12 Common Misconceptions about Hypnosis

The truth is that there are many misconceptions about hypnosis and most of those come from its portrayal in films, in the media and through shows.

So, in this post, it is my intention to identify and debunk some of the most common misconceptions about hypnosis that I have come across during my work.

Stage Hypnosis

You are not going to make me cluck like a chicken, are you?! The question. The number one question. The question that I can almost guarantee I will get asked when seeing a patient for the first time who has never experienced hypnotherapy before. This is also one of the most common misconceptions about hypnosis.

Stage hypnosis is worlds apart from clinical hypnosis. Stage hypnotists utilise hypnotic phenomena to put on a show. It is for entertainment and that’s a wonderful thing. The hypnotist will spend some time putting the audience through suggestibility tests which then allows them to identify those that are highly hypnotisable.

It is estimated that 10% of the population are (this figure is an estimate and different studies will tell you different figures). Within this group of highly hypnotisable individuals, the hypnotist is looking for the extroverts, those that would be happy to be up on stage being a bit daft. Once they have identified those that will be ideal on stage, they will give them suggestions to act out a range of different things.

Building up suggestions

The hypnotist will start small. Suggesting to an individual that they will act out the opening music number from Les Mis right from the off isn’t likely to get many takers and will most likely bring the individual out of hypnosis.

But, by starting small, suggesting that an individual won’t be able to use their legs when they try and stand up or that they will shout out a certain phrase when the hypnotist clicks their fingers is a good start.

Once an individual has acted out one suggestion, they are more likely to act out another slightly more outrageous suggestion. The hypnotist then builds up with more wild suggestions each time until eventually, you get to the opening number of Les Mis.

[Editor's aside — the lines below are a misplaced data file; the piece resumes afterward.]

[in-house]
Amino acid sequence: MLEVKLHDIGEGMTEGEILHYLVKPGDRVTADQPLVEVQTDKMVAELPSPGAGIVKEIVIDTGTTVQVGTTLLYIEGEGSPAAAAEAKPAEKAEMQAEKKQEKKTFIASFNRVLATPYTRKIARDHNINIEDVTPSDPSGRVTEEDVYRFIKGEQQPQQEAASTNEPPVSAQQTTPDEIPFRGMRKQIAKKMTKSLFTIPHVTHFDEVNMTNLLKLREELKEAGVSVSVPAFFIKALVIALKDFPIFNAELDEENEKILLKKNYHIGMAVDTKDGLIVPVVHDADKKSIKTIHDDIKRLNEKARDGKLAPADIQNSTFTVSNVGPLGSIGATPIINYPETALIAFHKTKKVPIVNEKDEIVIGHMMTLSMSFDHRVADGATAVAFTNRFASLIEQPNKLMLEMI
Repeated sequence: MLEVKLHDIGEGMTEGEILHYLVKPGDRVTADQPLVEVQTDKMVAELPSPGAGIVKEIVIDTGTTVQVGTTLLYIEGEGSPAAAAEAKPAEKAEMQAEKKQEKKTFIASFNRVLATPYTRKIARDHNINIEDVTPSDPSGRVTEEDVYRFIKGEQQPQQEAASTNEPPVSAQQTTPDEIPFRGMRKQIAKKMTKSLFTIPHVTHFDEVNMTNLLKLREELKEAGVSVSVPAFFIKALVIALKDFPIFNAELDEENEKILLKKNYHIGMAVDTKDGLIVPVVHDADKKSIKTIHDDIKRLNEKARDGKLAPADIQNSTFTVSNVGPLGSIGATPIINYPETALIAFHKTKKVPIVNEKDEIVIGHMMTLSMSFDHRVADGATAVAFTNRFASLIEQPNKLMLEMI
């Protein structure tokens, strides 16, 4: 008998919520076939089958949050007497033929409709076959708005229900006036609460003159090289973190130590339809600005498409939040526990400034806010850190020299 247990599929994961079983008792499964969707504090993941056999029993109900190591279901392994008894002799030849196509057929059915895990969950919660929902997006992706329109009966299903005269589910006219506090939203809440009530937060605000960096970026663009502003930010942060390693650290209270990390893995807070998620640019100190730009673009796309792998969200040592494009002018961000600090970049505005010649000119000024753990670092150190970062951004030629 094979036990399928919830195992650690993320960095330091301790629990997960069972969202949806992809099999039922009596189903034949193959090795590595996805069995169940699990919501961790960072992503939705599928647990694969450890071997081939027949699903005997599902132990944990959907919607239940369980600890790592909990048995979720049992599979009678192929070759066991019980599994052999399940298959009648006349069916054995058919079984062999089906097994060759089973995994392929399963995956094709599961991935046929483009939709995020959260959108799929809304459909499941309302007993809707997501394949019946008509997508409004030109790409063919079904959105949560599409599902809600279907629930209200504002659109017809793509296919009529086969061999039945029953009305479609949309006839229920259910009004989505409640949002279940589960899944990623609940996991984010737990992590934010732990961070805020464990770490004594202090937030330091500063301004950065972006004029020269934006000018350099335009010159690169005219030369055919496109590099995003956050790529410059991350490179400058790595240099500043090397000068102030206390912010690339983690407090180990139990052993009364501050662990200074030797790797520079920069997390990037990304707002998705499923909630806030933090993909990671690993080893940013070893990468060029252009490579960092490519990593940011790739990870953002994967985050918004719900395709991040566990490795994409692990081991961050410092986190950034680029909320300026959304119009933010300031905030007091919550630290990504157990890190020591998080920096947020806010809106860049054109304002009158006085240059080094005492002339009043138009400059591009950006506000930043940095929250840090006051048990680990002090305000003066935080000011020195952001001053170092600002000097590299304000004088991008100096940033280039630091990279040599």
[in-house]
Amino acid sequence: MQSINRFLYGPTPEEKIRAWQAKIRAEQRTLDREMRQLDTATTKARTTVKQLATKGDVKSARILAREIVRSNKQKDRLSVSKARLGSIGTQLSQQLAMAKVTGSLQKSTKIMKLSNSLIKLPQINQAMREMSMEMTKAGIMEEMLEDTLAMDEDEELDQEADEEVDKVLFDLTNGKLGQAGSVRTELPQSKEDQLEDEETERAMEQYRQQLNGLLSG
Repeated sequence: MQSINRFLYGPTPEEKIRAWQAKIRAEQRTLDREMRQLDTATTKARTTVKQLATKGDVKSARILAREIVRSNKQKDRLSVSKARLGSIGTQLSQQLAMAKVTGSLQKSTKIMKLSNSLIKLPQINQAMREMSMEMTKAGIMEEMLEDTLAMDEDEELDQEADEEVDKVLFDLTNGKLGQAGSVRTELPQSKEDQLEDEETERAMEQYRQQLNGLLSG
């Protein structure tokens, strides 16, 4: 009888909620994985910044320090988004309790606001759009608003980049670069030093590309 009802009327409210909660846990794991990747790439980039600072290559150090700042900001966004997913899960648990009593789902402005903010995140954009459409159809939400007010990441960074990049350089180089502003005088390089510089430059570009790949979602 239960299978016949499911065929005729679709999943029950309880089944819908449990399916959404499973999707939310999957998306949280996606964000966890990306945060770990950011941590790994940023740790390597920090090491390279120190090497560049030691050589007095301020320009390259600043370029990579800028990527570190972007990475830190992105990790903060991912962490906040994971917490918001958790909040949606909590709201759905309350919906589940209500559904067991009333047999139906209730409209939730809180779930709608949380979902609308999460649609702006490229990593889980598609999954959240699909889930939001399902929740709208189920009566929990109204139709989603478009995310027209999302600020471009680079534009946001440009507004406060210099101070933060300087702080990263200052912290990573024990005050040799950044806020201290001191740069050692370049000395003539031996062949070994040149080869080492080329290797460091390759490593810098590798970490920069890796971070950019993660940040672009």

I do not know if that has actually ever been achieved but I think it would be a wonderful thing to make happen.

Mind Control

Sticking with the chicken question, hypnosis is not mind control. Those that are chosen to take part in a stage hypnosis show are still fully in control and would not do anything they didn’t want to do.

If they act like a chicken, it’s because they are comfortable with doing so.

Hypnosis has often been associated with mind control, but it is simply not true. You cannot make anyone do or say anything that they do not want to do or say. At all times during a hypnosis session, the patient is fully in control.

Similarly, a person will only go into hypnosis if they want to go into hypnosis. I have heard no end of people tell me I won’t be able to hypnotise them. Guess what? They are absolutely right because they don’t want to be hypnotised.

Only Gullible, Weak Minded and Uneducated People can be Hypnotised

Again, this is simply not true. There is evidence to suggest that in terms of education, it is actually those that are quite intelligent that make the best hypnotic subjects.

Those that have above average intelligence are more capable of concentrating and have a greater capacity for creativity as well as for utilising their vivid imaginations. Everyone fits somewhere on the scale of hypnotisability.

It is estimated that 10% of the population are highly hypnotisable. 10% are not hypnotisable and everyone else fits in between. But again, it comes down to some simple facts, if you are resistant to being hypnotised then you won’t be hypnotised, if you are open to the process then you are more likely to do so. 

Can everyone be Hypnotised?

There is debate as to whether everyone can be hypnotised. Some hypnotherapists will tell you everyone can be hypnotised, others will tell you that is not true.

Personally (and my opinion can be changed with the right evidence), I think that everyone can experience hypnosis, or a state similar to hypnosis (daydreaming for example) but the level of suggestibility obviously varies greatly. I think that there are those that simply do not respond to hypnotherapy.